Carola’s clay creations
“Pottery calms me down and totally relaxes me. This medium has taught me that nothing is done quickly in clay and that one has to be patient when striving for the perfect pot. Clay is the best medicine for the soul.”
So says Carola Lorck, Swakopmund’s own pottery princess, who now also teaches children the art of working with clay. Once a week she gathers a group of kids of all ages together and guides them through the basics of handwork, building techniques, decoration, and glazing. She works and teaches from her own studio where she fires the end product in an electrical oven through an oxidation process.
Carola: 081 298 7274, or email@example.com
Diving through the skies
Although skydiving is not usually marketed as a child-friendly activity, it is certainly an option for today’s active (and easily bored) youth. As long as you can fit into a harness, you’re good to dive the skies.
At Ground Rush Adventures a tandem dive needs only 10 minutes of ‘training’, after which you’ll have the ultimate thrill of playing around on the back of the winds and enjoying the coast like the birds do. Even bar man Elias Haufiku says, “If you’ve done it once, you’ll keep on coming back for more. It’s impossible to explain the rush to someone who hasn’t experienced it himself.”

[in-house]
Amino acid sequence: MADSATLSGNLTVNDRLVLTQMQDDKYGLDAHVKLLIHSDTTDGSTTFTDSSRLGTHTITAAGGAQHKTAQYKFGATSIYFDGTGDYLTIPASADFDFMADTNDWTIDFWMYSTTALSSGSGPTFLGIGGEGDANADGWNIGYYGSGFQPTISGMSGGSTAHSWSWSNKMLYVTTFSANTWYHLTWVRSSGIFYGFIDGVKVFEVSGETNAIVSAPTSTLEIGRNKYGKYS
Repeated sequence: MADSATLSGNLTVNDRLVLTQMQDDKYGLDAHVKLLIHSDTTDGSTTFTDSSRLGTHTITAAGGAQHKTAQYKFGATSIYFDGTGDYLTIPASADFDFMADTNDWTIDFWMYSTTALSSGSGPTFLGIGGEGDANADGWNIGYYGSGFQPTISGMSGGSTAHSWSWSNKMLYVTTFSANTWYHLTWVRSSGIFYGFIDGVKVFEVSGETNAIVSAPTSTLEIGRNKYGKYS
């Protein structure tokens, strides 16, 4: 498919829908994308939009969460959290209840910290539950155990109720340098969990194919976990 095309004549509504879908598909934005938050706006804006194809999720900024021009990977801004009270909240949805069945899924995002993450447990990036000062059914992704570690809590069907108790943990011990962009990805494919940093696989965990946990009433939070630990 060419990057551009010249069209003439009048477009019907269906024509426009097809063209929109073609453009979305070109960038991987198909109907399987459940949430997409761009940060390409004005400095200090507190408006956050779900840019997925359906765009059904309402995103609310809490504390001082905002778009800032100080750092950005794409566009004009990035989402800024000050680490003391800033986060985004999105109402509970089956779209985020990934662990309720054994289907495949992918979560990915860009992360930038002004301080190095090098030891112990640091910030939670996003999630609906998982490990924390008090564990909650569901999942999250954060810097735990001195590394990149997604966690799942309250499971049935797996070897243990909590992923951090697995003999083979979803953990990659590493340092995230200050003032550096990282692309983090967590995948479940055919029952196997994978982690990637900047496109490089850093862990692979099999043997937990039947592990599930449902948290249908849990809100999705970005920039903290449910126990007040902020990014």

A tandem introductory dive goes for N$2 000.
Contact: 064 40 2841, or firstname.lastname@example.org
A fun activity for adrenalin searchers and the speed hungry young (from ages 10 and up), R&R Karting offers the chance to take a turn at mastering the grand-prix… mini, that is. This is a great activity for blowing off some family tension, so put grandma and little bro in a kart and see who’ll be crowned master of the race course. With a tarmac track covering 520 metres and karts reaching speeds of up to 70 km/hour, it is possible to feed your need for speed without the risk factor.
The only prerequisite is for racers to have a minimum height of 1.45 metres.
Find the go-kart track at the entrance to the Swakopmund Airport. Open from Tuesday to Friday from 15:00, weekends and public holidays from 10:00 and in December and January from 09:00. The track is open till sunset.